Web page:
Can you believe that during the middle of summer I could have 3 weeks of commuting heaven? Even coming in on Fridays? Unbelievable as it sounds, it is true. For the past 3 weeks, Gregory has been riding in and back with me on the train.
He is in between his sophomore and junior years of high school. This summer he took a pre-college course in the city making digital films and learning motion graphics. Instead of taking a dorm room like some of the kids, he decided to be a commuting student and go in with his dad, experiencing the fun of the daily back and forth.
I will tell you that instead of merging into the world of zombies and robots, standing on the platform, quietly staring into the distance, waiting for the train to arrive, sitting silently on the ride in the same seat every day, father and son brought new energy to this alien space. We opened our eyes to the absurdities of commuting, seeing things from his new perspective and yet taking advantage of the tricks from my years of juggling in this circus.
He realized that the train does not wait for us to arrive, and when we miss the train, our plans are changed, not the rest of the commuters. Getting up early and moving for the train was a shock to his system because we didn’t have multiple backups (the bus, riding a bike, mom driving us, etc.).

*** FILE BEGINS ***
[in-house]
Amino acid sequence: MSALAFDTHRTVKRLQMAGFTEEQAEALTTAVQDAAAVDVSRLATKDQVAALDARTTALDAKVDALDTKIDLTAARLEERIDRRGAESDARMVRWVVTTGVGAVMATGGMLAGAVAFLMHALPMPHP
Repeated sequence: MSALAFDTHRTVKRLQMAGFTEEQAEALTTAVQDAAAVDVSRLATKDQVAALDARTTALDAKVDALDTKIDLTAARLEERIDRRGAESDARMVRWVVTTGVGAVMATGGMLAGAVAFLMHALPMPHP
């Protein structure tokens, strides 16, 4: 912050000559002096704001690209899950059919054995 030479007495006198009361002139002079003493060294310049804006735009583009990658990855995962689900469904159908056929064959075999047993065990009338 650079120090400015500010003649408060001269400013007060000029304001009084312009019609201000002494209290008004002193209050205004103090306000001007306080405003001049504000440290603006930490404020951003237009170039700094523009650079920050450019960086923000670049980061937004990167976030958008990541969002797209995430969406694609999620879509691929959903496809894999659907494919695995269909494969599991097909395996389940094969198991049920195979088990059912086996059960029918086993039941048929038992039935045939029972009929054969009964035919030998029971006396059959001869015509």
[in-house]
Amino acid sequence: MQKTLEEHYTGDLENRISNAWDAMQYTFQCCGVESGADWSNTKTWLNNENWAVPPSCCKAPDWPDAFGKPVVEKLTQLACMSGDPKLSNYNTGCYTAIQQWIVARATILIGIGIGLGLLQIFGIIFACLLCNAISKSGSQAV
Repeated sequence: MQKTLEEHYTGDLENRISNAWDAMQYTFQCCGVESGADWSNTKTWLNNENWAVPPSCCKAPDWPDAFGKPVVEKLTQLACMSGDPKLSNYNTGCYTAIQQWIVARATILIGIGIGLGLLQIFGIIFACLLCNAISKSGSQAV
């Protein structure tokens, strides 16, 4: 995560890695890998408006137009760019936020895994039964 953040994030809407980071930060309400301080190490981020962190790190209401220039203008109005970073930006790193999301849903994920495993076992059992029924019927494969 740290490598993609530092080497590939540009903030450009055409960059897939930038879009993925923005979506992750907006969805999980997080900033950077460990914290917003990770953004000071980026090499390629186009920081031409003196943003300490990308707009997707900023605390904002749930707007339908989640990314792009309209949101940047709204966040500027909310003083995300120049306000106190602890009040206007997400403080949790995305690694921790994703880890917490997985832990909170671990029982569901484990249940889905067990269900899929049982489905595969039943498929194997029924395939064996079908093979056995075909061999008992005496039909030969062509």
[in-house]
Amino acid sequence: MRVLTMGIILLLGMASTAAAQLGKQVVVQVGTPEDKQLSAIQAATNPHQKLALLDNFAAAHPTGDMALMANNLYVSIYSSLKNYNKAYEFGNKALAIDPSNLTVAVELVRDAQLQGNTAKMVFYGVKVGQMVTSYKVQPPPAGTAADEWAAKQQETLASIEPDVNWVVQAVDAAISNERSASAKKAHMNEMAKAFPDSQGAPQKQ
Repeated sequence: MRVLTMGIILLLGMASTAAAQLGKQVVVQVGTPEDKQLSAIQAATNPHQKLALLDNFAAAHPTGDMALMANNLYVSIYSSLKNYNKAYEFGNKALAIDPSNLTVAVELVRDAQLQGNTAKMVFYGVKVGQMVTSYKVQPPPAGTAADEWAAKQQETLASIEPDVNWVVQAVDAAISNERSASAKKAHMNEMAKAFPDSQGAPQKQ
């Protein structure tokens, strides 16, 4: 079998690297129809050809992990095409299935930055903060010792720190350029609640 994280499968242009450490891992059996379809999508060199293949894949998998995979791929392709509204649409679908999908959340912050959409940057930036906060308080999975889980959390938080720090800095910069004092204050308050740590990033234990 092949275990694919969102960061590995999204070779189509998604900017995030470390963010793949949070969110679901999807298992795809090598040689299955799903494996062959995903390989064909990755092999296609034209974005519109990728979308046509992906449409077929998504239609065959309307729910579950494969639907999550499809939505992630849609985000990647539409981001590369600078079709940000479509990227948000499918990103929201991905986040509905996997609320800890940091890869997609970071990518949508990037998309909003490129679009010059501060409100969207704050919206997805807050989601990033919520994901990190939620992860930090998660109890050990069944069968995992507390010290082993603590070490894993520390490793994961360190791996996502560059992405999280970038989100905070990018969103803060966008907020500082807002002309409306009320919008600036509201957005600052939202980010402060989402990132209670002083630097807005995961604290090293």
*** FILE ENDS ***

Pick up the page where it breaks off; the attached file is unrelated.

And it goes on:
We would run from the car to the train, buy a donut for him when we had time, find two seats on the “two side” if available, talk for the first 10 minutes while he overdosed on sugar, and then watch him sugar crash and sleep on my shoulder for the rest of the ride. Once in Grand Central, we parted ways: me walking up and cross town, and him back into the subway tunnels downtown.
During the first week in the afternoons, we would meet up for the walk back to the train. The first day was the best. He made his way uptown along Broadway and I walked down to meet him. The moment I saw him across the intersection of Broadway and 51st, I yelled out “My son!” and he yelled “My dad!” We embraced in the street and it was then I realized what paradise the next few weeks were going to be. Whereas before I would spend 4 hours of my day in detached polite interpersonal coexistence, now I was connected, engaged and thrilled to be spending this time with someone I love. I looked forward to our walks, our rides, buying tickets, talking logistics, and hearing the stories of the bums who were trying to take advantage of my son. It was heaven. My favorite line was the one Gregory gave to an African musician who was pleading for him to buy has CD. Gregory said “Hey man, I support your cause, but I don’t have any money.”
As you can imagine there are many other stories of our time together. But it is enough to say that these three weeks of father and son being together were some of the best weeks of my life.